Tuesday, July 20, 2010

I want this on a t-shirt...

... to wear to mass so the Romans will stop looking at me funny. I'm not doing it wrong.

9 comments:

Just another mad Catholic said...

I've got to confess that as a 'roman' I often Cross myself the Eastern way; sadly I'm having to train myself out of the habit as it might confuse fellow romans if I'm ordained.

fuinseoig said...

I must be stuck somewhere in the middle between Rome and Constantinople (which I suppose puts me geographically where I am, out in the Atlantic) because way back in the mists of time, when we four year olds were being taught by the nuns to bless ourselves, we learned to do it with the fingers as per illustration (index and middle touching thumb) but left to right not right to left.

Compromise solution? ;-)

Old Bob said...

I was baptized and raised Roman, but belonged to a Ukrainian Catholic parish for many years (wonderful folks, the Ukrainians). My hand learned the Eastern way immediately, it got into my soul, and I do it all the time now.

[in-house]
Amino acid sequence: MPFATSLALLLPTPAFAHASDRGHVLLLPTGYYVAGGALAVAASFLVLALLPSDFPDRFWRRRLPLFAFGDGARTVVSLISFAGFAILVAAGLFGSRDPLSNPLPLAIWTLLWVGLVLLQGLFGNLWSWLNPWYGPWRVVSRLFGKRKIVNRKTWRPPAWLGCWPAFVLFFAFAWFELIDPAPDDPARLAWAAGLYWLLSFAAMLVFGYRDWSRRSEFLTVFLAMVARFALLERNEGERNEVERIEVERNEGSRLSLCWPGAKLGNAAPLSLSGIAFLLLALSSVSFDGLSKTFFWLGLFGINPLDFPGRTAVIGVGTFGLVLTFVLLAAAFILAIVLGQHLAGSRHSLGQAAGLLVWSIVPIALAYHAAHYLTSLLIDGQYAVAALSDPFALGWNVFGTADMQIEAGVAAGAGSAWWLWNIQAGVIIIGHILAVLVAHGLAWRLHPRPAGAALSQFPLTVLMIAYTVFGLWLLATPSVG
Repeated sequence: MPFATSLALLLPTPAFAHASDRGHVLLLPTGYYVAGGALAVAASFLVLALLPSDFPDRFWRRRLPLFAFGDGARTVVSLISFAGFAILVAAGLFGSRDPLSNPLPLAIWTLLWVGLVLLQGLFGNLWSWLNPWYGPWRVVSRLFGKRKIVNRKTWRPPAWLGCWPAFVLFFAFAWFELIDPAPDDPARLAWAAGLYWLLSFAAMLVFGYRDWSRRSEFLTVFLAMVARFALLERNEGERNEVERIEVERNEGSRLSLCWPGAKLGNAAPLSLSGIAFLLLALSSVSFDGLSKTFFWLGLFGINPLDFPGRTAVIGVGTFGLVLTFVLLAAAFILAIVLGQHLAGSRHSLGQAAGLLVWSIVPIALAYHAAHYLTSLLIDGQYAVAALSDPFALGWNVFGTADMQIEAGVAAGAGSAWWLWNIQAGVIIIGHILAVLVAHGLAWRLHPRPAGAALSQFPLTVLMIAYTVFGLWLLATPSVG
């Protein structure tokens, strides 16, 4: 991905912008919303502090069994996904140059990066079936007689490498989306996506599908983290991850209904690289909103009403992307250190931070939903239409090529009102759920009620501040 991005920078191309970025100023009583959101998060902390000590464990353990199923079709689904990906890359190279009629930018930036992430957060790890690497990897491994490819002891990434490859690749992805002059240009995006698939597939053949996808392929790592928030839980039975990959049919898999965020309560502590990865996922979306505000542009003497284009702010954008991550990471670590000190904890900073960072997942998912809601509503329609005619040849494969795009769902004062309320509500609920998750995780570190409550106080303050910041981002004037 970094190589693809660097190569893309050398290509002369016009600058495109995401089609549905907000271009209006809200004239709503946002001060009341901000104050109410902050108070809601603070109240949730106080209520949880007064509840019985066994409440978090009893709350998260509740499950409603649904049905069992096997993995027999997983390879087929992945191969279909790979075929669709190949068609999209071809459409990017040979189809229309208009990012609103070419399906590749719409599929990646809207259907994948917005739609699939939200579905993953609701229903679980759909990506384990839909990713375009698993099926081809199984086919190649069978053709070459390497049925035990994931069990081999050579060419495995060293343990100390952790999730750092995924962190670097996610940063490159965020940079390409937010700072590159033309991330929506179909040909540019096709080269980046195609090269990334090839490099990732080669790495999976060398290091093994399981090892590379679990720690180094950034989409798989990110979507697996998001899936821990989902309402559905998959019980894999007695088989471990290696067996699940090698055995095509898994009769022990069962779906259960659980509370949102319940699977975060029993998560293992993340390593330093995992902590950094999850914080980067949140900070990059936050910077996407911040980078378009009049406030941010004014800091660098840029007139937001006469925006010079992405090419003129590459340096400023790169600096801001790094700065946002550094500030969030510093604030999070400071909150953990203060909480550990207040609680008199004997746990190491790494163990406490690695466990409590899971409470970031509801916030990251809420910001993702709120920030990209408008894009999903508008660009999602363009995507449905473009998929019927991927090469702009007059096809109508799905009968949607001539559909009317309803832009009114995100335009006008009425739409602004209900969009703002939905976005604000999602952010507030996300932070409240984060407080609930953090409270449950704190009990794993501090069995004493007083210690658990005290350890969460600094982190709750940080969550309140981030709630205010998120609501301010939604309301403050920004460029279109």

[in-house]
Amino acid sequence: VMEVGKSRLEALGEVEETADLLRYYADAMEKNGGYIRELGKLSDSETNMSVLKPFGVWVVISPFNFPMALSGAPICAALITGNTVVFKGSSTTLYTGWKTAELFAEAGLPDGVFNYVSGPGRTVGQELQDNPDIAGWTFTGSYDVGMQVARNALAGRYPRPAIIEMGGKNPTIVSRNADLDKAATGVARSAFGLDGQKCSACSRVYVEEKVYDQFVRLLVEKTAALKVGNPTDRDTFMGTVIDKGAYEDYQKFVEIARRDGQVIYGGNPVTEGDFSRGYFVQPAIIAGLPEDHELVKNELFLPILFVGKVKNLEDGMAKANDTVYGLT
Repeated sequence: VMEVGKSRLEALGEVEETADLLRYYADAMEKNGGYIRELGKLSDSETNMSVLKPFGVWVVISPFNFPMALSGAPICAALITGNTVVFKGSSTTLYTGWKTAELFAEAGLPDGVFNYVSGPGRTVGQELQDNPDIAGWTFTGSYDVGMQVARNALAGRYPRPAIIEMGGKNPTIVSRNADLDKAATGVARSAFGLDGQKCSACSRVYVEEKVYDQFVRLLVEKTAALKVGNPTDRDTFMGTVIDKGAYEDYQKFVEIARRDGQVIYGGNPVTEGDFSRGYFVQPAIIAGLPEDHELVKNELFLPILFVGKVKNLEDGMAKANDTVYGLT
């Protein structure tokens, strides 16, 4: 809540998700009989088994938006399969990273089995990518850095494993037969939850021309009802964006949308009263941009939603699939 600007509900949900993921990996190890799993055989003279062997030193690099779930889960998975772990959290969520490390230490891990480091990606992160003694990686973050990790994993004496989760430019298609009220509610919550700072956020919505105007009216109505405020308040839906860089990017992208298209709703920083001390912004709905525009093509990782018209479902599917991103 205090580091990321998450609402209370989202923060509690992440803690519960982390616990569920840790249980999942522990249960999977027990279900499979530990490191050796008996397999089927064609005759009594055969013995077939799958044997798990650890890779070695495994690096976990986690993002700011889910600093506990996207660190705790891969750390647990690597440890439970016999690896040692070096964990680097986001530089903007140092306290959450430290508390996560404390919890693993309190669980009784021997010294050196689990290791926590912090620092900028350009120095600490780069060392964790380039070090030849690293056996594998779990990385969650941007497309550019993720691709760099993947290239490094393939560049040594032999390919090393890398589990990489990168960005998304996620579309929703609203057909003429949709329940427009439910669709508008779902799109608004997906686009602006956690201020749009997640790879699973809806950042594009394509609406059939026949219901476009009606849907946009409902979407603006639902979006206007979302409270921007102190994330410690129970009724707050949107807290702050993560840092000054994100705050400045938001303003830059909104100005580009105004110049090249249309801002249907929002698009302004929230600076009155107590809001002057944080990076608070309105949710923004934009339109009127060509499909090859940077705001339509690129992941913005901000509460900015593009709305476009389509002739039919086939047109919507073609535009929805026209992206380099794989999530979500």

Donna said...

Did you change rites? I knew you strongly considered it, but I didn't know if you did the deed.

Smiley said...

Oh she will always be Roman as long as we have the Swiss Guards

The Watcher said...

Robbie Coltrane in Nuns on the Run ran it as 'Spectacles, testicles, wallet and watch,' and if I did that, I'd get the first two right, but then I'd be tapping my back pants pocket and my left wrist.

Must be an English thing.

(And no, I'm not Catholic)

nazareth priest said...

Did you check this out with Fr "is outrage"?:<)!

Suburbanbanshee said...

The fingers touching thumb thing is to proclaim the Trinity. But then, so is the three middle fingers of the hand being used. Both are used in various areas of Europe, probably depending on who's teaching the kids and where they were from.

All same same.

Suburbanbanshee said...

The fingers touching thumb thing is to proclaim the Trinity. But then, so is the three middle fingers of the hand being used. Both are used in various areas of Europe, probably depending on who's teaching the kids and where they were from.

All same same.